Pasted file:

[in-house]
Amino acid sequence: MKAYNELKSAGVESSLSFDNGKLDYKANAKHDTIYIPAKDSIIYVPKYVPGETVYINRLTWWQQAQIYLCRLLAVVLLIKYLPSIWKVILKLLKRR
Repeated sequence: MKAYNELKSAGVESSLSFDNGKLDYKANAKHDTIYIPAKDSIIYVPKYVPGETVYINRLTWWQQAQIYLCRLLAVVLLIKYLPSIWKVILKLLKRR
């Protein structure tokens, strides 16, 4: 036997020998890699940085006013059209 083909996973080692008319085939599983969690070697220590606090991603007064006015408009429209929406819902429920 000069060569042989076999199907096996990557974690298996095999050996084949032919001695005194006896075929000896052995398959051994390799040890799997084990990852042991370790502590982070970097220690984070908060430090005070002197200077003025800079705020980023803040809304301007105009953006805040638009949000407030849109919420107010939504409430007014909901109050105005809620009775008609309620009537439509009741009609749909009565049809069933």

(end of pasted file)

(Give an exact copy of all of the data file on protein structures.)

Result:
[in-house]
Amino acid sequence: MKAYNELKSAGVESSLSFDNGKLDYKANAKHDTIYIPAKDSIIYVPKYVPGETVYINRLTWWQQAQIYLCRLLAVVLLIKYLPSIWKVILKLLKRR
Repeated sequence: MKAYNELKSAGVESSLSFDNGKLDYKANAKHDTIYIPAKDSIIYVPKYVPGETVYINRLTWWQQAQIYLCRLLAVVLLIKYLPSIWKVILKLLKRR
């Protein structure tokens, strides 16, 4: 036997020998890699940085006013059209 083909996973080692008319085939599983969690070697220590606090991603007064006015408009429209929406819902429920 000069060569042989076999199907096996990557974690298996095999050996084949032919001695005194006896075929000896052995398959051994390799040890799997084990990852042991370790502590982070970097220690984070908060430090005070002197200077003025800079705020980023803040809304301007105009953006805040638009949000407030849109919420107010939504409430007014909901109050105005809620009775008609309620009537439509009741009609749909009565049809069933």